The Native American Rights Fund is giving advice to Kookesh's lawyer, said Heather Kendall-Miller, an attorney for the organization in Anchorage.

AFN hasn't gotten involved but will likely discuss the case at a board meeting Tuesday, Towarak said.

Kookesh is hoping to get his case moved into federal court. But he conceded that's tough to do and has little expectation a state judge will go along with his jurisdictional challenge.

"I expect I'm going to have to pay my $500 dollar fine eventually," he said in an interview Friday. "But I figured while I was doing that I would get the Native community and the rural folks in Alaska to start thinking about subsistence again because we've let it go. We've not thought about it, we've not worked on it, we've not worked hard enough to keep it as a top priority for our people."

CHANGING STATE LAW

Here's how subsistence is regulated today:

The state boards of fish and game set rules for subsistence hunting -- When can you fish? How many moose can you bag? -- across Alaska. Wildlife troopers enforce the regulations.

But on federal land, which accounts for more than 60 percent of Alaska, the federal subsistence board makes the rules. It can supersede the state -- allowing rural hunters to begin earlier in the season, for example.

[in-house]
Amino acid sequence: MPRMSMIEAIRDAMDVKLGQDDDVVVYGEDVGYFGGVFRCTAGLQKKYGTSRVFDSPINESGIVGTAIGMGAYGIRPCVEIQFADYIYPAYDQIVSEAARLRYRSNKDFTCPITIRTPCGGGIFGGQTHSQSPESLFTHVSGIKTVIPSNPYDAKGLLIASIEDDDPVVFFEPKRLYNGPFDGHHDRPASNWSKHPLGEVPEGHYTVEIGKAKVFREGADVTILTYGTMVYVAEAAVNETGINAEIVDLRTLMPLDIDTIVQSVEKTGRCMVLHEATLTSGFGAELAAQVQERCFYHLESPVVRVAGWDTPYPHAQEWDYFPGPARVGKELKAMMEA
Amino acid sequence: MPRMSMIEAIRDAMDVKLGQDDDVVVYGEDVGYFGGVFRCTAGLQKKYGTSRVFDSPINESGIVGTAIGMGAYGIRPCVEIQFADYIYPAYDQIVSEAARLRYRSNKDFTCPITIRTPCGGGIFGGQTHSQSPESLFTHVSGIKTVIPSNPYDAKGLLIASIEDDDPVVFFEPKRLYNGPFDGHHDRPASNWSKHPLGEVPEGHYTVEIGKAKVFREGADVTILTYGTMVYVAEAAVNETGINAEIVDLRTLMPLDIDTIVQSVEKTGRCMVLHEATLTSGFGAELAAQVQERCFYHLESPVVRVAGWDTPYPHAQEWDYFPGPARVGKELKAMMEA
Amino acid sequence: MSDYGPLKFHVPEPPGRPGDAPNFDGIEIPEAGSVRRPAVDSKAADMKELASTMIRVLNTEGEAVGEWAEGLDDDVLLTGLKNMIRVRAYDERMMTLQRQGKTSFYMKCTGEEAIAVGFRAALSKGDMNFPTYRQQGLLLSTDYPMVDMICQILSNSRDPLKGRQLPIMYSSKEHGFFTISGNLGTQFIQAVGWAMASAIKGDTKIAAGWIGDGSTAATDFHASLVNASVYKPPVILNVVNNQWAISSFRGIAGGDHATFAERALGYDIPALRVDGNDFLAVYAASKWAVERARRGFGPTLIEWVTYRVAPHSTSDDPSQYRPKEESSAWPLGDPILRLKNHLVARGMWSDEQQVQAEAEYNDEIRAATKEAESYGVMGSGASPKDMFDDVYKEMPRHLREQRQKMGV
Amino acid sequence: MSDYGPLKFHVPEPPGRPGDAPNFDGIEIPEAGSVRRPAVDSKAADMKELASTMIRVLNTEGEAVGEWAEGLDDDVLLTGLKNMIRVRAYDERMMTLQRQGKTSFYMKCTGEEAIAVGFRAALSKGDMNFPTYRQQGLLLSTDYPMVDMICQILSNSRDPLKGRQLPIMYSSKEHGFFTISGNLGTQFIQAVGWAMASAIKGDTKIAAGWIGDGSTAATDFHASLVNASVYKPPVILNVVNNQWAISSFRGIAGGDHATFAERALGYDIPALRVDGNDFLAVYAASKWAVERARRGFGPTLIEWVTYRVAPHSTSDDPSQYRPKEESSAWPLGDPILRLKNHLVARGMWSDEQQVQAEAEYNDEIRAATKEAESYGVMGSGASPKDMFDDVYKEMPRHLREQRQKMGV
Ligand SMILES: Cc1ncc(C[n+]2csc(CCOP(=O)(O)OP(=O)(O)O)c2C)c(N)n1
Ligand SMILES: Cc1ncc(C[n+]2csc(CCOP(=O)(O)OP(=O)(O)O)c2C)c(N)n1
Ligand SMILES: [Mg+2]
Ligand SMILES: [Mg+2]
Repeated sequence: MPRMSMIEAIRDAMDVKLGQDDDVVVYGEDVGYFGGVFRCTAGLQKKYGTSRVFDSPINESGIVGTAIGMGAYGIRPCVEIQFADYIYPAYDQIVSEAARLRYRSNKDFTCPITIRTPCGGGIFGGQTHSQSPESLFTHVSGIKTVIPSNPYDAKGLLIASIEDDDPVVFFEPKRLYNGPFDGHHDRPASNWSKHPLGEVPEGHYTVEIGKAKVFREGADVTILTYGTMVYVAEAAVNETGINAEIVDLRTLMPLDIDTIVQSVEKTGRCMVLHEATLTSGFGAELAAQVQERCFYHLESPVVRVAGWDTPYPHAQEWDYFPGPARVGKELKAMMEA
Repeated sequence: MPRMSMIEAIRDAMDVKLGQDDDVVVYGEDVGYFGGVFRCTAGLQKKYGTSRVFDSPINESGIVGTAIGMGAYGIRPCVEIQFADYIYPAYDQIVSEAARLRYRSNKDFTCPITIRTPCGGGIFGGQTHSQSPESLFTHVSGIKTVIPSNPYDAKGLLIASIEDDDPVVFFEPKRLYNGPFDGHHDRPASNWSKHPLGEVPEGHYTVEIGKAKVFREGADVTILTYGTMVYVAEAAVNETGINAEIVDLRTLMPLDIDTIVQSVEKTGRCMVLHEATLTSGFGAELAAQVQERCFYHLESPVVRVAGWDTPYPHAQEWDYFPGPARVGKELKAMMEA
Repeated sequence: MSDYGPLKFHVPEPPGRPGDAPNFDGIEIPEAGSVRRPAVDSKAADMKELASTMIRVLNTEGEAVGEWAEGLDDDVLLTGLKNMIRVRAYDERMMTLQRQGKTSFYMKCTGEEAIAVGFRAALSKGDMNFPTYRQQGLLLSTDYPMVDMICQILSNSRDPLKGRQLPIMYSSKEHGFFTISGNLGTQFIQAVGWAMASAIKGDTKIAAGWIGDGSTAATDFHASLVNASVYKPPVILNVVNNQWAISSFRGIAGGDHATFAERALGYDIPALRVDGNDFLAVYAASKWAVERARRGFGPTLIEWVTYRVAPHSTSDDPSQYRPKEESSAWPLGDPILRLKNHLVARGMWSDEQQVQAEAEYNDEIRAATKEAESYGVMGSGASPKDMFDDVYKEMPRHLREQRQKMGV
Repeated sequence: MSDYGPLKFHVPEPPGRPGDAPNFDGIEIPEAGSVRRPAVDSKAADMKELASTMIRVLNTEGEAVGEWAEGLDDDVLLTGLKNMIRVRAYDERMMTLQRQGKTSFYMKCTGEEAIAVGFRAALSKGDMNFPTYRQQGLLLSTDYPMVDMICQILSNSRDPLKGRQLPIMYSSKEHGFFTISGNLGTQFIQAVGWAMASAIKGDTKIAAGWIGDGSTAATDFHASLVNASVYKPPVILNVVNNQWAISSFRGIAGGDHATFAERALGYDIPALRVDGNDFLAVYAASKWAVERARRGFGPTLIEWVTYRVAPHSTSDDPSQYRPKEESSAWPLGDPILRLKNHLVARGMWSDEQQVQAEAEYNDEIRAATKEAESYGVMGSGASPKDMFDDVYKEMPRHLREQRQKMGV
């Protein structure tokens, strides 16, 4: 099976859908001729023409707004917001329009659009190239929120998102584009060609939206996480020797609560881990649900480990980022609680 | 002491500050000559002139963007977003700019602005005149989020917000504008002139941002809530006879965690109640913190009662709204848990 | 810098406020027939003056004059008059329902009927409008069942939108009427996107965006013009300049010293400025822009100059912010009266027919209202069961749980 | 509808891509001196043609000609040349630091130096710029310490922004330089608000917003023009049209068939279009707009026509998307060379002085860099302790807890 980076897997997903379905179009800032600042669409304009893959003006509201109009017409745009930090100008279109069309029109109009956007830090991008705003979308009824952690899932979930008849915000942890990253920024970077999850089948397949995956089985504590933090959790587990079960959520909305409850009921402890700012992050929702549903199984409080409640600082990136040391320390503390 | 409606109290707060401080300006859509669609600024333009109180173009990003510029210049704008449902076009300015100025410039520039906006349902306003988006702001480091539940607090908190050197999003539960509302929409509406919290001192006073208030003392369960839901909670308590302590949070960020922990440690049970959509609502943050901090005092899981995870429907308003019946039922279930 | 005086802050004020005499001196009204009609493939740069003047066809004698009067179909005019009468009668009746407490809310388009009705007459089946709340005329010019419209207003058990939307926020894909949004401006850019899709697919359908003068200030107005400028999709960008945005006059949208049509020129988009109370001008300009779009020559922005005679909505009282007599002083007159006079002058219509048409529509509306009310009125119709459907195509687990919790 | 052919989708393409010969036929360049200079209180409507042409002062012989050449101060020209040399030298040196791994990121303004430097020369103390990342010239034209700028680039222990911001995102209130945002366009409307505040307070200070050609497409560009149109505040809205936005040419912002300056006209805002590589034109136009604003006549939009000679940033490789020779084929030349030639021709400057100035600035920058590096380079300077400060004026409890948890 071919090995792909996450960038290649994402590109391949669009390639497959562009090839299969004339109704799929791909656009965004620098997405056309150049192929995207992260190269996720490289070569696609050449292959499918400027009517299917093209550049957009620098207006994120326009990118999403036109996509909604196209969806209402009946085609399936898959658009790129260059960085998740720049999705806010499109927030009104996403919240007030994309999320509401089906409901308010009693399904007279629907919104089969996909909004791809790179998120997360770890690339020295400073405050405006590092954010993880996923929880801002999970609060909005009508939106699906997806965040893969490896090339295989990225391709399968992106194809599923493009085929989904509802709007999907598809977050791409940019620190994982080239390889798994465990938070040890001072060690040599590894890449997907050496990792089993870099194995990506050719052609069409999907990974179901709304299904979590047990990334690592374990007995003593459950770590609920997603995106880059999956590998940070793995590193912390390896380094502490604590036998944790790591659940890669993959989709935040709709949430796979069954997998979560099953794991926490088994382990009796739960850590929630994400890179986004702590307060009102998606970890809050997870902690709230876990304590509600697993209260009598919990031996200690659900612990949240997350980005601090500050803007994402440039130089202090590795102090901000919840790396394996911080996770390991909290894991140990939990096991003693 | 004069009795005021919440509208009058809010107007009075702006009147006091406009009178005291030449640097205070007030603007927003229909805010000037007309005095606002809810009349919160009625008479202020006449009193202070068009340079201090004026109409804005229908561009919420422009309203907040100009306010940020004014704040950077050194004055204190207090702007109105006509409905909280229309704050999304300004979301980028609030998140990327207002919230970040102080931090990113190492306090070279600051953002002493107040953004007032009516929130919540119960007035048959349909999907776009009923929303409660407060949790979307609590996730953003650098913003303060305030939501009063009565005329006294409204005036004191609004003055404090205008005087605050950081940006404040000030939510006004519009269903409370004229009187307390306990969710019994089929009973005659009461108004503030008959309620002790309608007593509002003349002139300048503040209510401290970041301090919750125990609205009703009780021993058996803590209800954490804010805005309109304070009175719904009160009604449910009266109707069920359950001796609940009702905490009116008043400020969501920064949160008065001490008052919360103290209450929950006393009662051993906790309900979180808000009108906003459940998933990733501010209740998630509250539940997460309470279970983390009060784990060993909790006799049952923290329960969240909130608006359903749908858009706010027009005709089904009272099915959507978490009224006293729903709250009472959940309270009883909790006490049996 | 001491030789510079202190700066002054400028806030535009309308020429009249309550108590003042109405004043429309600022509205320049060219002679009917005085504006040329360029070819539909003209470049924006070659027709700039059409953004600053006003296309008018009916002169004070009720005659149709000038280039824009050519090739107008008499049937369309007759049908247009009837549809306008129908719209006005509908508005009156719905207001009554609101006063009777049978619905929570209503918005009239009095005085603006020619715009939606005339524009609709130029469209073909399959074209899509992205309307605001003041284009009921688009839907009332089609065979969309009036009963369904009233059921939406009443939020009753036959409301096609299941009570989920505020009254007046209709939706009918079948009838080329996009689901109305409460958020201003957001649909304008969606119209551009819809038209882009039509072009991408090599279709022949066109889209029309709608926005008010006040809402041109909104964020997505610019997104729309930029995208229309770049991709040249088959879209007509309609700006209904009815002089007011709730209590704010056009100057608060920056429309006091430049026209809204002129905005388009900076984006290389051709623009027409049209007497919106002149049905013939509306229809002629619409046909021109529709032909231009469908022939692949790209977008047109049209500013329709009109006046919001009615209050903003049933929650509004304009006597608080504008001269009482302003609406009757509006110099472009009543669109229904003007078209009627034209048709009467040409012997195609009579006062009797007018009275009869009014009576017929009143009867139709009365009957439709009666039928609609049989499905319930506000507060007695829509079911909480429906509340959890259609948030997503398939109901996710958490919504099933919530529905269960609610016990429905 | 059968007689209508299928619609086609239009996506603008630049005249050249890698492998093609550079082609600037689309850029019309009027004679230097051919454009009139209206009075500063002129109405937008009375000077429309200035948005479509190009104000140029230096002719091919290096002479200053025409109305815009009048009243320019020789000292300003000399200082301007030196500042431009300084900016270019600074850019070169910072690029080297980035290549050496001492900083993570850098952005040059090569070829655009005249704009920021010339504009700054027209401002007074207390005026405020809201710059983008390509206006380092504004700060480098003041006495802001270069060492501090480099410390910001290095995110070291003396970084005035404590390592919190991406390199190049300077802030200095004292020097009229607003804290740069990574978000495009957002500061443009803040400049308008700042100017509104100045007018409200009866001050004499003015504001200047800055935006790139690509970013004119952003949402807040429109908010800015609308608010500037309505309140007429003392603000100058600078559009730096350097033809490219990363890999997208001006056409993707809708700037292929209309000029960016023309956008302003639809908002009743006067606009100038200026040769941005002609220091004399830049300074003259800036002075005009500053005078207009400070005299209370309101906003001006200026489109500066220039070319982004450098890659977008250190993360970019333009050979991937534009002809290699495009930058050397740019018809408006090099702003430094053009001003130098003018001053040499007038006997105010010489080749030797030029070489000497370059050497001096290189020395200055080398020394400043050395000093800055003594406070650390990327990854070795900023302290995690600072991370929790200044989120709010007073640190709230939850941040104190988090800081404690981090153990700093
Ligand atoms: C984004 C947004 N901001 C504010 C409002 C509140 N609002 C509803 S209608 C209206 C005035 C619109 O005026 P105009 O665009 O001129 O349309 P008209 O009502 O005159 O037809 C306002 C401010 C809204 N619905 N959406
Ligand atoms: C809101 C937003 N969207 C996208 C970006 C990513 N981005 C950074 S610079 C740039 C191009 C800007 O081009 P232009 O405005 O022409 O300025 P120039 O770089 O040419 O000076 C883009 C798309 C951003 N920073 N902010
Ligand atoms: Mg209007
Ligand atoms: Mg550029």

Kookesh and other Native leaders once pushed for the state to change its constitution to provide a rural preference for subsistence hunting and fishing everywhere in Alaska, a move that would unify the rules and allow the state to manage harvests without federal interference.

But that effort failed in the face of opposition from legislators who say that access to fish and game should not be based on where Alaskans live.

Kookesh, a Democratic state senator from Angoon, said he's no longer trying to change the state law.

"After being turned down so many years by the state we just figured, OK, we're wasting our time here, we'll just spend our money to protect our federal rights," Kookesh said. "We decided ... we're probably better having the federal government manage for subsistence. But at the same time they've let us down too."

Kookesh said he and other AFN board members told Interior Secretary Ken Salazar they want a change in the federal board that sets the rules. He said it's currently made up of agency heads rather than subsistence users. Kookesh also wants the state advisory member kicked off.